This is so wonderfully tranquil and boring. It keeps on telling me I am a fabulous rainbeam who is solving these puzzles in anywhere from 2/3 to half the moves the average player is taking. I am also an artist so I have probably exercised my color perception a lot more than the average player.

lumensimus > I see all the colors arranged perfectly at the beginning of each level and know I'm not going to be able to remember them

Don't even try. It's not a game of memory; it's a game of sorting. Is there a yellow block pinned in the corner? Find the yellowest movable block, put it next to it, then find the next-yellowest block and put it there. When that starts getting hard then find the most cyan block and put it next to the pinned cyan block. Or whatever color stands out the most in the field at the moment - maybe the first thing that leaps out is the reddest block, so you move that where it belongs, and so forth. Eventually you get it mostly sorted and can start seeing the finer contrasts.

Once you've gotten that down, you can start doing more complex sorts: okay this is one of the yellowest pieces, but I'm not sure if it belongs on the ramp to orange or to green, so I'll hover it over the *other* yellowest piece, and be able to quickly tell whether the one I'm holding is yellow-green or yellow-orange, then put it where it belongs.

Or you could just play something else, that's cool too.
posted by egypturnash at 1:33 PM on December 6 [2 favorites]


I'm glad I'm not alone in loving this game. It also doesn't relax me, but it doesn't stress me out, it's just another fun game for me.

My one tip is that while you're on the level selection screen, you can see the completed puzzles and all the colors have a gradient to them, like the phlegmatic king said, but if you can identify a few crucial pieces, what you can do is make a tiny circle, like with your pinky, and view that square through that hole and your brain will remove the gradient on it. Then try to remember the exact shade of that piece and find it later. It'll help you set up key pieces where others can relate better to it.

There's no score but there's definitely a move counter, and I always try to go for half of the "world average". Not sure when they calculate that, but I uh.. apologize for bringing the average down.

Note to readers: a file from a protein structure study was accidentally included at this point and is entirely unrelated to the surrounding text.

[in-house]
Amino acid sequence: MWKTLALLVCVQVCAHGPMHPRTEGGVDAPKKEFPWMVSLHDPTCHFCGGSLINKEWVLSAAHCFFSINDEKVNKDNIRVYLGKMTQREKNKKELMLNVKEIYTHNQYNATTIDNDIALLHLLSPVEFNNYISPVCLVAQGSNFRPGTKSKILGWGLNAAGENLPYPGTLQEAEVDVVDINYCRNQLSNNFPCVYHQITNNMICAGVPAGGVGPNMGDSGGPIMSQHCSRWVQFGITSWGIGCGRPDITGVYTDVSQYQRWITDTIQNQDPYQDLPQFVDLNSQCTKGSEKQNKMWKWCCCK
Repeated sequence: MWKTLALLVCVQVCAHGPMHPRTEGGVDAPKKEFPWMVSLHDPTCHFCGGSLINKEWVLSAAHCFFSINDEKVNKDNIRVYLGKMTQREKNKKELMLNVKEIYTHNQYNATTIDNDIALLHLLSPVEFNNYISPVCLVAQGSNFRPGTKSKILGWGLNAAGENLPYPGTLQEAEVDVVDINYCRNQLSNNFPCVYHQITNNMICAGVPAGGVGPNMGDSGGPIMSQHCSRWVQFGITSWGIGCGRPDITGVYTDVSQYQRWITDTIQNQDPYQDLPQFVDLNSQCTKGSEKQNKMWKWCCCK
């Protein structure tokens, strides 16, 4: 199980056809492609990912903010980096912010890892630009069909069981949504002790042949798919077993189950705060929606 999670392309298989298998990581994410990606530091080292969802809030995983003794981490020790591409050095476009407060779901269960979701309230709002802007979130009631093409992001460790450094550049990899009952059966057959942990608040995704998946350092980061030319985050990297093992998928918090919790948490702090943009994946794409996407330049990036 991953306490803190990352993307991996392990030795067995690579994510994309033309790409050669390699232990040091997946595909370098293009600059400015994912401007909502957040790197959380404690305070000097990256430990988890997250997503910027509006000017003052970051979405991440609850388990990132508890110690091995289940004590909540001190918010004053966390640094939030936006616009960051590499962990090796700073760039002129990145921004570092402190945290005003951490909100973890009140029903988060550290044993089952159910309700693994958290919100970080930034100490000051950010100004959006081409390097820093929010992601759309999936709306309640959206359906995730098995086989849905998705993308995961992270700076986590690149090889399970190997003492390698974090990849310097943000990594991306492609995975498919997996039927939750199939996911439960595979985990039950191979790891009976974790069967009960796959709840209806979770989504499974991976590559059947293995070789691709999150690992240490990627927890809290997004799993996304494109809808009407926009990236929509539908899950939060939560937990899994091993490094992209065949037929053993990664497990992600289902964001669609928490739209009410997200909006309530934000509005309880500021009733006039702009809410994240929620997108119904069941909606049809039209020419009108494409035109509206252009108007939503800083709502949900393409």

posted by numaner at 2:01 PM on December 6 [1 favorite]


The score counter stresses me out, once I realized I always took significantly more moves than my friends. I'm going to blame the fact that I do a lot of nervous clicking, moving things back and forth for no reason, rather than looking at it thoughtfully and patiently.
posted by tofu_crouton at 3:02 PM on December 6


I've been really into this game lately. One thing that really strikes/interests me is that, when tiles are in the right situation with their appropriate tiles next to them, I see a faint gradient within each tile leading up to the upper-left corner; when the tiles are scattered, I don't see it. I know this has to be some kind of neurological phenomenon, but have no idea what the hell is actually going on with it.

I THOUGHT I WAS THE ONLY ONE! I'd kinda figured that it was a game hint thing, like the game does it for you to indicate you got it right, but maybe we're just seeing things?
posted by divabat at 3:24 PM on December 6 [5 favorites]


This is the Chubb illusion, which I was trying to remember the name of and failing yesterday.
posted by dinty_moore at 3:57 PM on December 6 [5 favorites]


Just came in to ask about the weird illusion thing. Thanks!
posted by unknowncommand at 6:30 PM on December 6


Oh hey, I figured out a hack! Well not really a hack, just a tip that makes it easier to sort when you're really stuck on Disciple Level Game 5: change your screen to grayscale mode or blue screen mode to view the tiles as tones.

Or maybe just turn off the counter that compares your moves with the average player. Yeah, do that. no siree, no stress at all
posted by TWinbrook8 at 8:05 PM on December 6


Also a 0 on the test. Aw yeahhhhhhhhhhhhh.

I can see myself playing this when I'm winding down at the end of the day, but I have a color shift app on my phone that mellows out the blue as it gets closer to bedtime. I would probably have to disable that in order to play properly. Otherwise, this seems like the sort of thing taht would be good on a bus, where I usually avoid reading because it makes me feel motion sick.
posted by Elly Vortex at 10:11 AM on December 7


I got a zero on the hue test. I am not surprised. As a side gig, I did light design as well as help other light designers for theatre for a number of years. So, there was a bit of "training" of my eyes as it were. (People didn't like it when they would hand me a gel and I would say, "No, that's an R34. R33 is what I am holding in my other hand. That's what I want." For the two of you who may be interested, L181 - Congo Blue is my fave. Esp. for any night scene.)

I have played a few rounds of I love Hue and it seems to be a great way to kill time in short increments. I would say it's "relaxing" in the sense it engages just enough where boredom is killed, as well as engages enough that it's a bit harder to focus on whatever is stressing you out.
posted by a non mouse, a cow herd at 4:48 PM on December 7


[Oops. Forgot to mention: Like darkstar, I have synesthesia, so lighting musicals was the best! Once the music started playing, the colors for the stage, actors, etc. chose themselves. If you enjoy musicals and send-ups, I highly recommend Musical of musicals (the musical!). It's basically the same plot told four different times but in the style of known musicals. When that one fell in my lap, I had the light hang done in 25% of the time of a typical hang and programming the board in about half the time. I also got a significant bonus and was called out by the owner/director as a miracle worker. The music did the majority of the job for me.]

/derail

posted by a non mouse, a cow herd at 5:07 PM on December 7 [1 favorite]